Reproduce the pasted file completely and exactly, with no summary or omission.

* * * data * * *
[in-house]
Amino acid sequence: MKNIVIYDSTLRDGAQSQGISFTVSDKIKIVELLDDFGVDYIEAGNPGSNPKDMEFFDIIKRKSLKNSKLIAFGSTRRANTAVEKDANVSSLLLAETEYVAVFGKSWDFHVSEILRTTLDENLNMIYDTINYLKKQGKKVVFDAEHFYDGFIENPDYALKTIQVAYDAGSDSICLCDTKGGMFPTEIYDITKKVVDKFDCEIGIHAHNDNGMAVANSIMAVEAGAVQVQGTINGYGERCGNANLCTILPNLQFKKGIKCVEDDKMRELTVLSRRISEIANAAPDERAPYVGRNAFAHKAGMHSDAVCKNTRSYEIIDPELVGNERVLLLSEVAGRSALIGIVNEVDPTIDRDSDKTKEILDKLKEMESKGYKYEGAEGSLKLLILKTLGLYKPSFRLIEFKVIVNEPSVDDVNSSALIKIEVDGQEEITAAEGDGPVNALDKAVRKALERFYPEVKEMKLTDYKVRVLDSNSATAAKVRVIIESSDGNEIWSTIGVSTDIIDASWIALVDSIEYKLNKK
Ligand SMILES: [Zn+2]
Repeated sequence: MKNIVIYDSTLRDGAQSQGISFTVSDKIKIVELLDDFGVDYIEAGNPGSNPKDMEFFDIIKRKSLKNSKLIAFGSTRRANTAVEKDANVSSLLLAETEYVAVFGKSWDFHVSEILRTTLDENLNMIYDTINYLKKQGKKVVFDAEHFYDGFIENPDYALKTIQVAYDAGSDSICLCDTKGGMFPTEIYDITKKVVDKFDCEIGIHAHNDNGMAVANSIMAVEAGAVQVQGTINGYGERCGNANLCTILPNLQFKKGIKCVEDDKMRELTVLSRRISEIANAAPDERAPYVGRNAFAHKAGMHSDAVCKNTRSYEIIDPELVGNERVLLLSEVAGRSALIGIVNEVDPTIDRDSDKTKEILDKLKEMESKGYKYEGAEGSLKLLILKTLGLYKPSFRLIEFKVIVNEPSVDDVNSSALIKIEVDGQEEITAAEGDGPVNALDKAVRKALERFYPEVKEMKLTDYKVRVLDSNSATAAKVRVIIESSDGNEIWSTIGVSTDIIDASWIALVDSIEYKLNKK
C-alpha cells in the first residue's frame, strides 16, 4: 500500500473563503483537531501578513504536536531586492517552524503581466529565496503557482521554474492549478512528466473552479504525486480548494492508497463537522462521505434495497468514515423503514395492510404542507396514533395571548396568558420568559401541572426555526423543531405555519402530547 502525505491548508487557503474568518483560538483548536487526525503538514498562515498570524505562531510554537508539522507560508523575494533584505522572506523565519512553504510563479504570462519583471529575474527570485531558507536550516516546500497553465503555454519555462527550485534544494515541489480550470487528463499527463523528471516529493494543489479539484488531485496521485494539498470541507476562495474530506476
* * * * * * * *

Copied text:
[in-house]
Amino acid sequence: MKNIVIYDSTLRDGAQSQGISFTVSDKIKIVELLDDFGVDYIEAGNPGSNPKDMEFFDIIKRKSLKNSKLIAFGSTRRANTAVEKDANVSSLLLAETEYVAVFGKSWDFHVSEILRTTLDENLNMIYDTINYLKKQGKKVVFDAEHFYDGFIENPDYALKTIQVAYDAGSDSICLCDTKGGMFPTEIYDITKKVVDKFDCEIGIHAHNDNGMAVANSIMAVEAGAVQVQGTINGYGERCGNANLCTILPNLQFKKGIKCVEDDKMRELTVLSRRISEIANAAPDERAPYVGRNAFAHKAGMHSDAVCKNTRSYEIIDPELVGNERVLLLSEVAGRSALIGIVNEVDPTIDRDSDKTKEILDKLKEMESKGYKYEGAEGSLKLLILKTLGLYKPSFRLIEFKVIVNEPSVDDVNSSALIKIEVDGQEEITAAEGDGPVNALDKAVRKALERFYPEVKEMKLTDYKVRVLDSNSATAAKVRVIIESSDGNEIWSTIGVSTDIIDASWIALVDSIEYKLNKK
Ligand SMILES: [Zn+2]
Repeated sequence: MKNIVIYDSTLRDGAQSQGISFTVSDKIKIVELLDDFGVDYIEAGNPGSNPKDMEFFDIIKRKSLKNSKLIAFGSTRRANTAVEKDANVSSLLLAETEYVAVFGKSWDFHVSEILRTTLDENLNMIYDTINYLKKQGKKVVFDAEHFYDGFIENPDYALKTIQVAYDAGSDSICLCDTKGGMFPTEIYDITKKVVDKFDCEIGIHAHNDNGMAVANSIMAVEAGAVQVQGTINGYGERCGNANLCTILPNLQFKKGIKCVEDDKMRELTVLSRRISEIANAAPDERAPYVGRNAFAHKAGMHSDAVCKNTRSYEIIDPELVGNERVLLLSEVAGRSALIGIVNEVDPTIDRDSDKTKEILDKLKEMESKGYKYEGAEGSLKLLILKTLGLYKPSFRLIEFKVIVNEPSVDDVNSSALIKIEVDGQEEITAAEGDGPVNALDKAVRKALERFYPEVKEMKLTDYKVRVLDSNSATAAKVRVIIESSDGNEIWSTIGVSTDIIDASWIALVDSIEYKLNKK
C-alpha cells in the first residue's frame, strides 16, 4: 500500500473563503483537531501578513504536536531586492517552524503581466529565496503557482521554474492549478512528466473552479504525486480548494492508497463537522462521505434495497468514515423503514395492510404542507396514533395571548396568558420568559401541572426555526423543531405555519402530547 502525505491548508487557503474568518483560538483548536487526525503538514498562515498570524505562531510554537508539522507560508523575494533584505522572506523565519512553504510563479504570462519583471529575474527570485531558507536550516516546500497553465503555454519555462527550485534544494515541489480550470487528463499527463523528471516529493494543489479539484488531485496521485494539498470541507476562495474530506476